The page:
Glitter, Ashes, and Repentance
First, let me say, given everything I said in part one, I need to write this: I love glitter. (It makes many who love me thoroughly annoyed, and with good reasons. But I love it!)
It is the season of Carnival, Mardi Gras is coming on Tuesday, and I am wearing glitter in my hair.
This purple-haired, fat, queer, ciswoman, femme, minister-witch is wearing glitter right now. And this purple-haired, fat, queer, ciswoman, femme, minister-witch is loving all the little bits that get everywhere. (I have SUCH guilt about its getting everywhere, but I also love finding a piece in my hair two weeks after I put some there and have taken multiple showers.)
I didn’t put the glitter on to write this piece, though I would have if I’d thought of it. I put it on because I went to college in the ‘90s and I am queer as fuck.
There is an article here which says that glitter can help to resolve the difficulties people have with Ash Wednesday. The difficulties with ashes. The difficulties with despair. The difficulties with death in the Christian tradition. And significantly, the difficulties the Christian church continues to have with queerness and queer people.
The author writes, “Glitter+Ash is an inherently queer sign of Christian belief, blending symbols of mortality and hope, of penance and celebration. Ash Wednesday is the beginning of Lent, a season of repentance. During Lent, Christians look inward and take account in order to move forward with greater health. At this moment in history, glitter ashes will be a powerful reminder of St. Augustine’s teaching that we cannot despair because despair paralyzes, thwarting repentance and impeding the change that we are called to make.”
Stop with the Blending Already
At the very least, and at my most flippant, I have to ask, “Then shall we have ashes at Easter? At Christmas?”
Ashes are not about despair. They are about a couple of very important realities. We return whence we came. Both creation and death.
They are part of the soil that grows the holly bush of Christmas, and they are what is left when our bodies are consumed, whether by fire or simple decomposition. What do we do in the middle, between this creation and this decaying? (What do we do?)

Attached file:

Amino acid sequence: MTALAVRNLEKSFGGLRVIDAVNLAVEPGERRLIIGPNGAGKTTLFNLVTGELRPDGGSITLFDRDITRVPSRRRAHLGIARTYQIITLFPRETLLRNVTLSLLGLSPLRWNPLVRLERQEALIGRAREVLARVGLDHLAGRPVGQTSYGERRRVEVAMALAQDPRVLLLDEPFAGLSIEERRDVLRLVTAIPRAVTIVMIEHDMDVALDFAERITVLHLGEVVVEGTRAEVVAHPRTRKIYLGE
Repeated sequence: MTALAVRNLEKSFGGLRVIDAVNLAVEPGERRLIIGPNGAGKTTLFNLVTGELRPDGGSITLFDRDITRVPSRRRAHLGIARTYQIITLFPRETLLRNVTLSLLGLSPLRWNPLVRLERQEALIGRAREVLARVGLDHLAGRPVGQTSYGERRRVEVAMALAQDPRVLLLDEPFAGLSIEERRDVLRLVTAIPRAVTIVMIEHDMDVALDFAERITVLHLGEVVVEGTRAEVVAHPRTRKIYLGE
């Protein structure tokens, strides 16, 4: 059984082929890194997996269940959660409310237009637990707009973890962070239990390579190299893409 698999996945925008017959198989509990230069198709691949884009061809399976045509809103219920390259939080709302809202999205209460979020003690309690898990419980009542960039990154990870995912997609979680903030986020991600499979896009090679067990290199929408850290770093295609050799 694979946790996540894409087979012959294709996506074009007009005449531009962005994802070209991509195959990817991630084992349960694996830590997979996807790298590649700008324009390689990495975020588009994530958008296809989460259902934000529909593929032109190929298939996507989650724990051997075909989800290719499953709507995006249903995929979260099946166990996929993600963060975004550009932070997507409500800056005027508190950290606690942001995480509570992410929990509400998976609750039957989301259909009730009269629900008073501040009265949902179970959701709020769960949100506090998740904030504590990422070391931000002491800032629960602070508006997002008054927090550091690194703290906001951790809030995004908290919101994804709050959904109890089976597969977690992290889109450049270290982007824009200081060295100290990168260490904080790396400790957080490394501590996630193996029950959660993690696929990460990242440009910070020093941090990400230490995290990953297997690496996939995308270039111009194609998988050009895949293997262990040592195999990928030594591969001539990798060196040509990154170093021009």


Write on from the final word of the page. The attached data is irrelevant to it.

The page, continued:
Furthermore, in the middle of that coming and going, we tend to forget who we are and who we hope to be. We need reminding.
It’s that piece in the Parity article about “blending symbols…of penance and celebration” that really gets me. The liturgical year (like the Wheel of the Year) exists in part so that we may experience a range of symbolic, ritual, transformative moments.
Each moment in its time. Not penance and celebration. Not Ash Wednesday and Easter. Not Good Friday and Epiphany.
Who’s Doing the Atoning?
I do think the idea of queering symbols and rituals is valid and sometimes helpful. Especially when rituals call the Church to change itself, for congregants and leaders to change, to turn back toward the love of the God whom they ostensibly worship.
The Church, writ large especially, needs to atone for its treatment of queer people, among others it and its adherents consistently rejects. But glitter in the ashes is not the Church atoning. It is trying to take the repentance (I said I’d get back to it!) out of Ash Wednesday.
And so repentance needs its own discussion. What it is, what it isn’t, and why people need it.
Return to Me
From Joel 2:12-13a (NRSV)
12 “Yet even now, says the LORD,
return to me with all your heart,
with fasting, with weeping, and with mourning;
13 rend your hearts and not your clothing.
Return to the LORD, your God…”
I cannot type it, cannot say it, cannot hear it without thinking of longing. Of God’s longing for God’s people. Rend your heart—be heartbroken as the God of love must be heartbroken when Their People turn away.
And I see the penance, I see the ashes, I see the desire for sincere return, not some disingenuous, half-assed approach while giving a fearful sideways glance.
What Repentance Is and Is Not
The verb here “return” is shub, in Hebrew, “to turn back toward,” similar to the Greek metanoia and our “repent.” To repent is not to beat yourself into some kind of submission: You are DUST, you son of EARTH, you must be ASHAMED!
To repent is to acknowledge that I have been turned around, away from where I want to be. That I have drifted off course, and even that I am inclined by habit to do so.
Yes, such drifting is a cause for mourning and for fasting, but these are not the same things as despair. I can mourn my failures without being consumed by them.
But one day of mourning? One day of remembering? One day—even forty! —of remembering how to turn back toward the One to Whom Christians claim allegiance…these are not too many.
My teacher of Islam was Dr. Imad-ad-Dean Ahmed, a Sunni Muslim. He told me that while Muslims by and large do not espouse the ide aof Original Sin, capital O, capital S, they do have an important concept that links us to that idea of early, repeated falling short.
For Muslims, the problem human beings have is forgetfulness. We/They forget that we are the stewards (often called “vicegerents”) for God. For Muslims, it is the Five Pillars, and especially their daily prayers they say to be reminded of who they are and Whose they are.
I think all of us can use a handful of spiritual forget-me-nots. We need to be reminded of who we are and to whom we belong. Who is that? Who are we? Who are the people and other beings in our life to which we are beholden? To Whom/whom do we belong? God? Ourselves? The Many and the One? Our values? What is it?
Next up, the final installment.
“Another Problem Solved by Truth-Telling”